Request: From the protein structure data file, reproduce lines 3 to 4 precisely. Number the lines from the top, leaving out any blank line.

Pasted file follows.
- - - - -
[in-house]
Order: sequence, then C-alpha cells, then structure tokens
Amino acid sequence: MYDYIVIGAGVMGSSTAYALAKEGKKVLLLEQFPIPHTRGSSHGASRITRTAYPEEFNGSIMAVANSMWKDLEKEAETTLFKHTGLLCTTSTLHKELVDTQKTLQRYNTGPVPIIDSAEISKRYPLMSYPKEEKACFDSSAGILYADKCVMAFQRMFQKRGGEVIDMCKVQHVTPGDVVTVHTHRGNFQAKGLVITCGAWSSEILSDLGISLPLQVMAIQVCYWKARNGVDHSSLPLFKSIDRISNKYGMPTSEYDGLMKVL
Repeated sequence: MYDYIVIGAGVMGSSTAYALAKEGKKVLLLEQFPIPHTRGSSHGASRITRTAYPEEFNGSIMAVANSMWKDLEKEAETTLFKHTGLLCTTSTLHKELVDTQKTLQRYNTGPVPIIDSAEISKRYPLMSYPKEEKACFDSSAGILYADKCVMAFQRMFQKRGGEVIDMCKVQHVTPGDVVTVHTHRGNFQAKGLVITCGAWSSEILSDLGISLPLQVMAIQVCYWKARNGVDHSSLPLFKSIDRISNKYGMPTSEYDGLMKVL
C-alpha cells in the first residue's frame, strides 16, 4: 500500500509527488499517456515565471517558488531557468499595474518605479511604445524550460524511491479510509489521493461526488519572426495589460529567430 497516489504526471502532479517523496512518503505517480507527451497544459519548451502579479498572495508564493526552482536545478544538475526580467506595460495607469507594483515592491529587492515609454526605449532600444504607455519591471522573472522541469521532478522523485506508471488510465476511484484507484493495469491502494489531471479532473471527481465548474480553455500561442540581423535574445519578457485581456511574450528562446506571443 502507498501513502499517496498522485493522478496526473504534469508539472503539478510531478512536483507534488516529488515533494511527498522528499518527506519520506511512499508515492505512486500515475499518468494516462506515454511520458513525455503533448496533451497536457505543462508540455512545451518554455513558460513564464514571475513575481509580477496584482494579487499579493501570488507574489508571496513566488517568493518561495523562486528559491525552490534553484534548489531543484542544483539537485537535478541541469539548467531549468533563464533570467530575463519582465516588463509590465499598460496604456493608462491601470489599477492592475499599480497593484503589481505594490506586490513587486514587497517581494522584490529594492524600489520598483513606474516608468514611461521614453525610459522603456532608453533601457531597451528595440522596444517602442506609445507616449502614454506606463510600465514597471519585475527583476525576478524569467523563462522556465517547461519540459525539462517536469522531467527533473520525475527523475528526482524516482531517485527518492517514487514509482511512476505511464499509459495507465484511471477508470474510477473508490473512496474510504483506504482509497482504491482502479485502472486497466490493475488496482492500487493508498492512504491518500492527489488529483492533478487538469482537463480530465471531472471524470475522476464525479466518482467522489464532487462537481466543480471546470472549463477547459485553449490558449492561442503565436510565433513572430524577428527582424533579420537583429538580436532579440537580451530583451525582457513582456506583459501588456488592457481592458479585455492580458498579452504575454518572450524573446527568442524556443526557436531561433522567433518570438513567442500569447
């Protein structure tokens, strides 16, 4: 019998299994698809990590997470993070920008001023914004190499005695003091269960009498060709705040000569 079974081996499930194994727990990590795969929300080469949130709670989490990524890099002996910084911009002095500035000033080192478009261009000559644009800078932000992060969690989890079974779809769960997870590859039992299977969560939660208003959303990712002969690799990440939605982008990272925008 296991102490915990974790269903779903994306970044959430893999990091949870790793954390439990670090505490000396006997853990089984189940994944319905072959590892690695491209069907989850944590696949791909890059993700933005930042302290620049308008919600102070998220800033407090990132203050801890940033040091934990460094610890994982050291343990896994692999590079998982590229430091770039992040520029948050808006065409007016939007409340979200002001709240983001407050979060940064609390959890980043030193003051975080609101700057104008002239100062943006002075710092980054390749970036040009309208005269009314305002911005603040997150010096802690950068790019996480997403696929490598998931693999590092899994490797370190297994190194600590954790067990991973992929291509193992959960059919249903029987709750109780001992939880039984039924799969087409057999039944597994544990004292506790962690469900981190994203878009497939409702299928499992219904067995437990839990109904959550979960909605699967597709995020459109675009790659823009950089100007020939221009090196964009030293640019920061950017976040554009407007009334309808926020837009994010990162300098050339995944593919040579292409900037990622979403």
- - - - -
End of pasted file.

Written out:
Amino acid sequence: MYDYIVIGAGVMGSSTAYALAKEGKKVLLLEQFPIPHTRGSSHGASRITRTAYPEEFNGSIMAVANSMWKDLEKEAETTLFKHTGLLCTTSTLHKELVDTQKTLQRYNTGPVPIIDSAEISKRYPLMSYPKEEKACFDSSAGILYADKCVMAFQRMFQKRGGEVIDMCKVQHVTPGDVVTVHTHRGNFQAKGLVITCGAWSSEILSDLGISLPLQVMAIQVCYWKARNGVDHSSLPLFKSIDRISNKYGMPTSEYDGLMKVL
Repeated sequence: MYDYIVIGAGVMGSSTAYALAKEGKKVLLLEQFPIPHTRGSSHGASRITRTAYPEEFNGSIMAVANSMWKDLEKEAETTLFKHTGLLCTTSTLHKELVDTQKTLQRYNTGPVPIIDSAEISKRYPLMSYPKEEKACFDSSAGILYADKCVMAFQRMFQKRGGEVIDMCKVQHVTPGDVVTVHTHRGNFQAKGLVITCGAWSSEILSDLGISLPLQVMAIQVCYWKARNGVDHSSLPLFKSIDRISNKYGMPTSEYDGLMKVL